Drexel University, College of Information Science & Technology
Dr. Michelle Rogers’ research interest concentrates on the intersection of people, technology and information. Currently, Dr. Rogers is collaborating with pediatricians and the city public health department in developing an electronic community resources database for decision support for clinicians as they provide counseling for patients who are obese and overweight. Dr. Rogers believes that understanding the impact of health information technology on clinical workflow is key to successful implementation and use, as was demonstrated in her work with the Computerized Patient Record System (CPRS) and Bar-Code Medication Administration (BCMA) system in use in the Veterans Health Administration (VHA). From 2001-2008, Dr Rogers was a research scientist for the Department of Veterans Affairs (VA) Getting at Patient Safety (GAPS) Center working on projects involving the usability and use of the bar coded medication administration and computerized patient record system (CPRS) software. There, she used human factors methodologies such as usability testing, rapid prototyping, and scenario-based evaluation, to identify and design prototypes of software solutions in order to proactively prevent adverse events. In addition, she gained experience with ethnographic observations to identify workflow patterns in medication administration, wrong-site surgery prevention and in the utilization of web based information by patients with diabetes. Her previous studies on migrating collaborative work to electronic environments, cognitive task analysis of medication administration as well as her work on the tradeoffs and side-effects of migrating from a computer to PDA-based device demonstrate the need for an understanding of the interaction of work and technology.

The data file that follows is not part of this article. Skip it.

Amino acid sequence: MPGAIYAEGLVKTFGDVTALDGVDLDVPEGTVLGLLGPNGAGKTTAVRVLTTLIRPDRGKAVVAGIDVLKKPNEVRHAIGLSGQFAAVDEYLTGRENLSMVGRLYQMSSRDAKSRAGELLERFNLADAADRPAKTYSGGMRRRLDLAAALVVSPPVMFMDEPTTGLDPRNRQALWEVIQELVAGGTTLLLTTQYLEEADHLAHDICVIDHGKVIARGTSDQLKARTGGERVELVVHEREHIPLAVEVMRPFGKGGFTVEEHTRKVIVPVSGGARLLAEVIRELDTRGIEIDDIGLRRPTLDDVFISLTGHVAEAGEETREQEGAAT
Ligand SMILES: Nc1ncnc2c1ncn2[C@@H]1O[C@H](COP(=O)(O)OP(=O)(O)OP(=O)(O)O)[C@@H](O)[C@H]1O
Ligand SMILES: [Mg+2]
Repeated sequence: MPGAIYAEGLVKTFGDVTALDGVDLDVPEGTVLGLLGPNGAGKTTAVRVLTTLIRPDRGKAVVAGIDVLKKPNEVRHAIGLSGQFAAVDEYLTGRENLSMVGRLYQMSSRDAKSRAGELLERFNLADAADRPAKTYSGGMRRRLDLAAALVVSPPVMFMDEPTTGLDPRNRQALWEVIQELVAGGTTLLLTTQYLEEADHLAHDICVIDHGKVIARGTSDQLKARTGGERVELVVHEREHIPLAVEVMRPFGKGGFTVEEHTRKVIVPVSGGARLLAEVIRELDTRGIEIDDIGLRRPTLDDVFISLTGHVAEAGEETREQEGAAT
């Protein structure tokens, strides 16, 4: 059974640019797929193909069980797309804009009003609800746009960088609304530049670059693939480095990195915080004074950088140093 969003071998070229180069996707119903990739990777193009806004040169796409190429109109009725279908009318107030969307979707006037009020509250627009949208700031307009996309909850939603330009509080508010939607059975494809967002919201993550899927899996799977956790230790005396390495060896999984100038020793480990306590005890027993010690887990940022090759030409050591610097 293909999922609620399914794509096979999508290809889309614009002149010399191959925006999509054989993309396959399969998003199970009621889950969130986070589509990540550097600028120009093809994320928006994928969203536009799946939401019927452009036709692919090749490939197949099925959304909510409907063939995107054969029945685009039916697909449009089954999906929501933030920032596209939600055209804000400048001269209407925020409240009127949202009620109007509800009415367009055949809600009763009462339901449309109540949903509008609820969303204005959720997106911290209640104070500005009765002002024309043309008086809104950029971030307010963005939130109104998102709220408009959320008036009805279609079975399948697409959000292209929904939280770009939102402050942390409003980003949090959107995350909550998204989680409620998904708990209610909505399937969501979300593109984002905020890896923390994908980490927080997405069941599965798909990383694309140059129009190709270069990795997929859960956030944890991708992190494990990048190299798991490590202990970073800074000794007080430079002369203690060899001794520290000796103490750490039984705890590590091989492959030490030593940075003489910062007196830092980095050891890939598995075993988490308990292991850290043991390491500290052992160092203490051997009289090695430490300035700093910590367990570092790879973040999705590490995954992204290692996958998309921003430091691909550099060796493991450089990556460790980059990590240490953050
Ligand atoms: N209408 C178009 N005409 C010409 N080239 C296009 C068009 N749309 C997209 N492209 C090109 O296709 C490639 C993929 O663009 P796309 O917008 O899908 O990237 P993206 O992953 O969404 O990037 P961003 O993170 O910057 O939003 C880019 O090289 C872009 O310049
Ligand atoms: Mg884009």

The use of innovative ICT applications can take advantage of mobile applications needed to affect behavior change. ICTs can assist patients in managing their personal health information, which in turn improves care for patients with complex conditions. We must understand patient needs, goals, preferences and capacities to understand how clinicians can promote health behavior change. This is crucial to understand, given significant health improvements have been demonstrated using ICTs that utilize concepts of patient involvement documentation of health outcomes, increased patient-provider communication and patient engagement.
Capturing data regarding the efficacy of mobile devices for supporting behavior change is often hampered because of the costs of evaluating and implementing such efforts. Tools such as EpiSurveyor (now called Magpi), a mobile data collection system commonly used in the international development sector, has not been broadly used in interventions in the US despite the fact that mobile phones are ubiquitous in under-resourced communities. Harnessing the power of “smart” technology can be a bridge that crosses the “digital divide” to support general patient well-being given the prevalence of mobile technologies in low-income communities.
My New Connections Experience
My research program concentrates on the intersection of people, technology and information – specifically, socio-technical systems and human computer interaction in complex work systems. As a result of New Connections funding, I hope to meet fellow researchers interested in thinking creatively about how to address the complexities of healthcare and how mobile platforms can be maximized. We must understand patient needs, goals, preferences and capacities to identify how clinicians can promote health behavior change so we can provide designers with the basis for design that positively impact workflow. As part of the New Connections program, I look to take advantage of the programming including efforts such as the Research and Coaching Clinic. Such initiatives allow for the opportunity continue developing forward-thinking and innovative partnerships that have the capacity to implement solutions that can address real problems.
- New Connections Status: Mid-Career Consultant
- Award Year: 2013
RWJF Team/Portfolio: Pioneer
- Project Name: Examining the effectiveness of EpiSurveyor to enhance an mHealth intervention combating childhood obesity in a U.S. low-income urban setting.